Dish of the Day: Gullac
Dish of the Day: Gullac
The gullac is a delectable dessert that first came from Turkey and they are sold everywhere on the streets and in restaurants in the region. Compared to the baklava, the gullac is a healthier alternative as it is mainly composed of milk and fruits. The name gullac stems from the combination of two Turkish words, Güllü and aş, which is then shortened to Güllaç to mean “rosy dish” or “food with roses”.
The delectable dish was said to be made out of purely natural ingredients of mainly fruits and milk, with no additional additives that are generally found in manufactured foods. The lightness of the dessert makes it perfect during the Ramadan month as it is easily digestible and gives enough energy after the long hours of fasting. More than 80% of the gullac was said to be consumed during Ramadan and it is prized food amongst the Turkish people.
What is Gullac?
The main ingredients of the gullac, include the sweetened milk, fresh pomegranate, wheat flour, rosewater, corn starch and walnuts. The sweet dessert has a fluffy white appearance that is made out of thin layers of corn starch, infused with rosewater milk and topped with walnuts and pomegranate, to create a visually-appealing dish. To enhance the sweetness of the dessert rosewater will be doused all over the dish to give out a refreshing feeling when consumed, though it is optional to add it.
Rosewater was an important ingredient during the Ottoman era, as it was said to be the fragrant and a food sweetener to the dish. However, these days rose water is rarely ever used to make the gullac. When consumed, the gullac will melt in your mouth with the wonderful sweetness of the dessert that has a slight crunch to it.
History of Gullac
The origins of the gullac stretch all the way back to the 15th century in Turkey. Back then, the local people would make dough using corn starch, which was then dried under the sun during the hot summer days. During the cold harsh winters, the dough will then be softened by immersing it in milk and sugar to be eaten. Back then, cornstarch was an important food, as it can be stored for the cold winters.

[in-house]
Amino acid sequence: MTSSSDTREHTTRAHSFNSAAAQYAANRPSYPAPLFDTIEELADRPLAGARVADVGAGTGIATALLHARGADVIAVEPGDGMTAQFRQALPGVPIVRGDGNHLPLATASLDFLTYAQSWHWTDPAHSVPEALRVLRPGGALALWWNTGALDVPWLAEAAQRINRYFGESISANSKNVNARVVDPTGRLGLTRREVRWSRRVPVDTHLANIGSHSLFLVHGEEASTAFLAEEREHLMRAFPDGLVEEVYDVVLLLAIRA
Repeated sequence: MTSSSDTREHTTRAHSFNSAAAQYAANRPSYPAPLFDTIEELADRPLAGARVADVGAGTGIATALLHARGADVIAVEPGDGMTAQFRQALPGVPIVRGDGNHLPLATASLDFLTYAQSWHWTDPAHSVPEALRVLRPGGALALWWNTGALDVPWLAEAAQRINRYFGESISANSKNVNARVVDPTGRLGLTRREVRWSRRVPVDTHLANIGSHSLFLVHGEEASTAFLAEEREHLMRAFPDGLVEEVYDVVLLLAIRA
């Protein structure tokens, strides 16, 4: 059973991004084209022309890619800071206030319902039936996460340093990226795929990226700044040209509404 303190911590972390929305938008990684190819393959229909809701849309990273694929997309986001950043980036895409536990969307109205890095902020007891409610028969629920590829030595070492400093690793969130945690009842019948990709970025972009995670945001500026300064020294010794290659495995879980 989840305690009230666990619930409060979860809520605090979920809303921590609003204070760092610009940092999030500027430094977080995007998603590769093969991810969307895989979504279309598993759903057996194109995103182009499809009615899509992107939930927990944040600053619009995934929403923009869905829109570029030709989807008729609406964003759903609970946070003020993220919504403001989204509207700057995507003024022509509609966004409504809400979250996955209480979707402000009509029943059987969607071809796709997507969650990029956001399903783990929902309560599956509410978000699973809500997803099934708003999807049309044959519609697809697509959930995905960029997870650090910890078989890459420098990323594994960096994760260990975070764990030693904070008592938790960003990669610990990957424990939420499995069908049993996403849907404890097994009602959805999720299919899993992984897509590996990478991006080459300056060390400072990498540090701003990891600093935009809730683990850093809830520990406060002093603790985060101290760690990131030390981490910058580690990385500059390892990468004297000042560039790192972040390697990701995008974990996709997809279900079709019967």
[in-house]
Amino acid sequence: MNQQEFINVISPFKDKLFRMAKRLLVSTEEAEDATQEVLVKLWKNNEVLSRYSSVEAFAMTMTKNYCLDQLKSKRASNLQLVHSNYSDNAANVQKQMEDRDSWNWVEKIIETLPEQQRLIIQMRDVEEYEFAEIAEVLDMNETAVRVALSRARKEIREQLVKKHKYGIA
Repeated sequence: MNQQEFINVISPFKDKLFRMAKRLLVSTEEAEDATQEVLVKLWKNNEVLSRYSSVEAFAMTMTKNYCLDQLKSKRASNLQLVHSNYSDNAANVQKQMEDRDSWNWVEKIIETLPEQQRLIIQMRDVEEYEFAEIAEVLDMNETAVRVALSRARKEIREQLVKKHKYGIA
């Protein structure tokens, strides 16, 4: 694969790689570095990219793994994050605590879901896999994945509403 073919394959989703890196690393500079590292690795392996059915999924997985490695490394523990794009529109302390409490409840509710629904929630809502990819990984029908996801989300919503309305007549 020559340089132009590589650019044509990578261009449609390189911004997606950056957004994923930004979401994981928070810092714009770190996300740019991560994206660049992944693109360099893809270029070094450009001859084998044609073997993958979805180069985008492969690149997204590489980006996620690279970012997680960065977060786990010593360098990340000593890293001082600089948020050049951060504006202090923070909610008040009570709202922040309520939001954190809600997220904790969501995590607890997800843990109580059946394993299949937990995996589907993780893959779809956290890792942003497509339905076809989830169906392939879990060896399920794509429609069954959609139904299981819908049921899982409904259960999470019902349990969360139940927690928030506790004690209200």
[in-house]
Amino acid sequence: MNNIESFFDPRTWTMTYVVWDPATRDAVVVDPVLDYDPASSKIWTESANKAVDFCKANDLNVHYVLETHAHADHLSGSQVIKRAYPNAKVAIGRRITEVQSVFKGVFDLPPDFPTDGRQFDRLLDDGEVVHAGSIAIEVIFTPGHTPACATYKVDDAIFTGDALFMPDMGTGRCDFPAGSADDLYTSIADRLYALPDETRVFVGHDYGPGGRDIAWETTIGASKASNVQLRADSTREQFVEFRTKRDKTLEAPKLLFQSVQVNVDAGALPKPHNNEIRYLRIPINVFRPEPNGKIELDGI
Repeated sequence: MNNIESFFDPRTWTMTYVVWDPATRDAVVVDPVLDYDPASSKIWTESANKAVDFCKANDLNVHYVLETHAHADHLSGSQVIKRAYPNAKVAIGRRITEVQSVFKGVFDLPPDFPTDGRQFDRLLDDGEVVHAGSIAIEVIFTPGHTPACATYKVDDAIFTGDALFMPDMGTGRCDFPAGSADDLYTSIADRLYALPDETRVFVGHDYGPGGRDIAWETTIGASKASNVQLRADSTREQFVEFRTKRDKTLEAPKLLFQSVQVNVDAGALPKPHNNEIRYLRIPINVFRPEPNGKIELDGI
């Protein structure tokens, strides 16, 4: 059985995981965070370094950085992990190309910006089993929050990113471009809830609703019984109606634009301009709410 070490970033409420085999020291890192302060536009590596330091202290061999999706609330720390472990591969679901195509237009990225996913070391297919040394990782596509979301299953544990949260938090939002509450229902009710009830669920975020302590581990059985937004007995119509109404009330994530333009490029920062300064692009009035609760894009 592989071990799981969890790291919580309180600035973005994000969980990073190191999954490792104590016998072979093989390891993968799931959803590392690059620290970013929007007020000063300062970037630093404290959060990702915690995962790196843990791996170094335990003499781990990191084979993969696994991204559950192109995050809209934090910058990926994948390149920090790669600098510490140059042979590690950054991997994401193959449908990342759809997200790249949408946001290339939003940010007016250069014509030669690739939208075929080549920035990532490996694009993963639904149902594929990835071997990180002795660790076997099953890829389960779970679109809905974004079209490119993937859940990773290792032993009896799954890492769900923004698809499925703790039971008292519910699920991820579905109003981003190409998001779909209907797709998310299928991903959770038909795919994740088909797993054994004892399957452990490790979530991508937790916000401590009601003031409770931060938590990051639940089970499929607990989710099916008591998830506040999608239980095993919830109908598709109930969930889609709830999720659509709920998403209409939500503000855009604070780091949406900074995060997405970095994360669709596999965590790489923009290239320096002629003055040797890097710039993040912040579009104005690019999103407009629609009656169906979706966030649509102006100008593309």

The palace then caught wind of the dish in 1489 and adopted the food to create what we know today as the gullac. The recipe of the gullac was further refined within the walls of the palace by the royal cooks and chefs, by using different flavourings. Ottoman women during that era were involved in making the gullac sheets by mixing cornstarch with plain water to soften and then left to dry in the open air outside under the summer weather. The brittle-translucent cornstarch sheets are easy to store and they can last for up to months or even years. The dessert will then be prepared by immersing the cornstarch sheets with milk and sugar, doused with rose water on top to be eaten by the royal family and their guests, during important festivities.
The history of the gullac is similar to that of the history of baklava. During a banquet for the circumcision of the son of King Suleiman, gullac was presented to the royal family and their guests for the celebration. Today, the gullac is used as a mark for the entire period of Ramadan in Turkey, where the Muslims will fast for the entire month, and it will be found everywhere along the streets in Turkey, ready to be consumed.
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Article Written By Anna
Anna is an absolute foodie, and lives by the motto that food is happiness. She is a writer by day and a gamer by night. She believes that good food comes from all over and is constantly amazed by the passion and dedication it takes to make food that warms the soul.